With the economy starting to make a recovery from 2009’s economic downturn, 2011 is predicted to see more and more businesses being able to grow. Business growth not only paves the way for increased revenue and developments but also staff, and with this comes the implication of HR and Employment Law requirements.
Most SMEs will not have an HR department in house, although, with staff comes the need to understand Human Resources and Employment Law. However, as a Managing Director of a growing company, can you afford to take time out to learn another intricate job role in which employment law alone is said to be strangling businesses (IoD, 2010)?
HR goes far further than the general hiring and firing of the staff that are key to the growth of your company, and not having a HR provision or an understanding of employment law could be far more costly to a company than just hiring the wrong staff. For example, The British Chambers of Commerce claims that tribunals cost companies an average of £8,500 a year in 2010 with the average out of court settlement being £5,400. This is a staggering figure especially for a company that is growing and could be avoided with an ‘airtight’ HR department.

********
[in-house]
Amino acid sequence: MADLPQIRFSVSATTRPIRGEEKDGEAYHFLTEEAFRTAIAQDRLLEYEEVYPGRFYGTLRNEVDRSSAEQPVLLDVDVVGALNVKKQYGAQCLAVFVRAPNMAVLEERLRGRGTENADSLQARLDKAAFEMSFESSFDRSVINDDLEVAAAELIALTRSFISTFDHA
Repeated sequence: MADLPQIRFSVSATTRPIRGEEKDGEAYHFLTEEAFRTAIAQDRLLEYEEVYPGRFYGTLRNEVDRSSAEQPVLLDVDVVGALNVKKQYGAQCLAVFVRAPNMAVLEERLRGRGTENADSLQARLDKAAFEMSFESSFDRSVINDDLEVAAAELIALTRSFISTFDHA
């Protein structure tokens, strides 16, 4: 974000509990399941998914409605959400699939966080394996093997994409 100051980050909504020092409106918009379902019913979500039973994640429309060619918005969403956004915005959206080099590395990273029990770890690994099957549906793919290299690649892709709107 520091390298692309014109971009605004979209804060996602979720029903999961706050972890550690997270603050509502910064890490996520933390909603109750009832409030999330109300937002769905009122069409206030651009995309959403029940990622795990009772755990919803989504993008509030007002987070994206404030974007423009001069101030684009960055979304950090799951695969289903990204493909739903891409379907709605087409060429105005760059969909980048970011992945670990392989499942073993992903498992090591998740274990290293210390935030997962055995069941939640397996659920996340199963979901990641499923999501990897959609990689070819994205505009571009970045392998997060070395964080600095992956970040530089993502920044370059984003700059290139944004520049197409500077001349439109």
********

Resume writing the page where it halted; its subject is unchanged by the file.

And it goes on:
An investment in an HR department obviously a one that needs to be considered. Although in an expanding company, if you have one free desk in your office, wouldn’t you rather place someone there that is actively making you money than a HR Manager? The way around this is to outsource your HR and Employment Law requirements. Business expert Rebecca Burn-Callander deputy business editor of Smarta.com has noted that “a growing number of small to medium-sized businesses have been put off from hiring more workers because of the regulatory burden…. businesses have recently outsourced some functions to independent contractors in an effort to reduce their responsibilities.”
Melissa Goes from SkillVault, a provider of outsourced HR, legal advice and recruitment within the fast growth technology sector explains “whilst many companies cannot afford their own in-house HR department the reality is that they will require one. With new laws regarding employment being announced on a regular basis such as the impending extension of flexible working rights, the Bribery Act and the phasing out of default retirement ages it is difficult for even the most HR savvy business owner to ensure that all laws, new and existing are known inside out and adhered to. In order not to suffer as a consequence of any of these laws it is important that nothing is neglected and the right measures are taken to protect companies, and this means investing in HR”.
However you choose to invest in HR, in-house or outsourced, the bottom line is that if you don’t you may fall foul of the law, have unfulfilled staff and hamper growth.